FIG. 2 is a block diagram of an embodiment of the present invention;

FIG. 3 is a logic diagram of one embodiment of the detecting circuit which is used with the present invention;

FIGS. 4A-4F are timing diagrams which are useful in understanding the operation of the detecting circuit shown in FIG. 3;

FIG. 5 is a logic diagram of another embodiment of the detecting circuit which is used with the present invention; and

FIGS. 6A-6H are timing diagrams which are useful in understanding the operation of the embodiment shown in FIG. 5.

DETAILED DESCRIPTION OF CERTAIN PREFERRED EMBODIMENTS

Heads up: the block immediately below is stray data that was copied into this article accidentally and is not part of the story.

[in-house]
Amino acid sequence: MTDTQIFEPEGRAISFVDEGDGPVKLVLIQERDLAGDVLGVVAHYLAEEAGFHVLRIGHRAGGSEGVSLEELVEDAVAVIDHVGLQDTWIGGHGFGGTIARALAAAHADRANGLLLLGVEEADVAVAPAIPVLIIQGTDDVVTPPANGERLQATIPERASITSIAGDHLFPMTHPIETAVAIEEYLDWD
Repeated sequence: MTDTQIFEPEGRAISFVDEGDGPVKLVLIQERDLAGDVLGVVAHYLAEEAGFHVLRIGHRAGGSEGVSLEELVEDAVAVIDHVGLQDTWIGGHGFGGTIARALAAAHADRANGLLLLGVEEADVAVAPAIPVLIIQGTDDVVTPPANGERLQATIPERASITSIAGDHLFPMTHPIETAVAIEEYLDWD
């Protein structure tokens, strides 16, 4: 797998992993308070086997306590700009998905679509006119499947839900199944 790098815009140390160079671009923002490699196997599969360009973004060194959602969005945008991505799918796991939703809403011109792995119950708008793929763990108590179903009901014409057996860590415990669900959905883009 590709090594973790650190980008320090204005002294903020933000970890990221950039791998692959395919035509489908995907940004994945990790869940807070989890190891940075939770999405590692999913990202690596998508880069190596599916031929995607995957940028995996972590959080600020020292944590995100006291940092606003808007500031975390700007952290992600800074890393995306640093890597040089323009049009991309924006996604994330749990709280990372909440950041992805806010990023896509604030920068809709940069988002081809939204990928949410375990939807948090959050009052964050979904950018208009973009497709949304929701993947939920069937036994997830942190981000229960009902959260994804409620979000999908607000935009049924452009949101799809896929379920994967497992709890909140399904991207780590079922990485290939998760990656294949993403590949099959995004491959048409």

Referring now to the drawings, wherein like reference numerals are used throughout, FIG. 1 is a block diagram representing a typical video reproducing system in which the present invention finds ready application. This system includes a VTR 1 and time base corrector 2. Typically, the VTR is of the type described above, such as a so-called helical scan VTR having a main reproducing head and a monitor or dynamic tracking head, the latter heads being referred to herein as an additional head. Typically, the main and additional heads are rotary heads which are angularly displaced from each other on the order of about 120. As the main or additional head scans the record tracks on the magnetic tape, the scanning head reproduces the video signals therefrom, these reproduced video signals being referred to as the PB-VIDEO signals. Such PB-VIDEO signals are supplied to time base corrector 2, wherein they are subjected to a time base error correction operation. Since VTR 1 and time base corrector 2 are conventional, further description of these devices is not provided.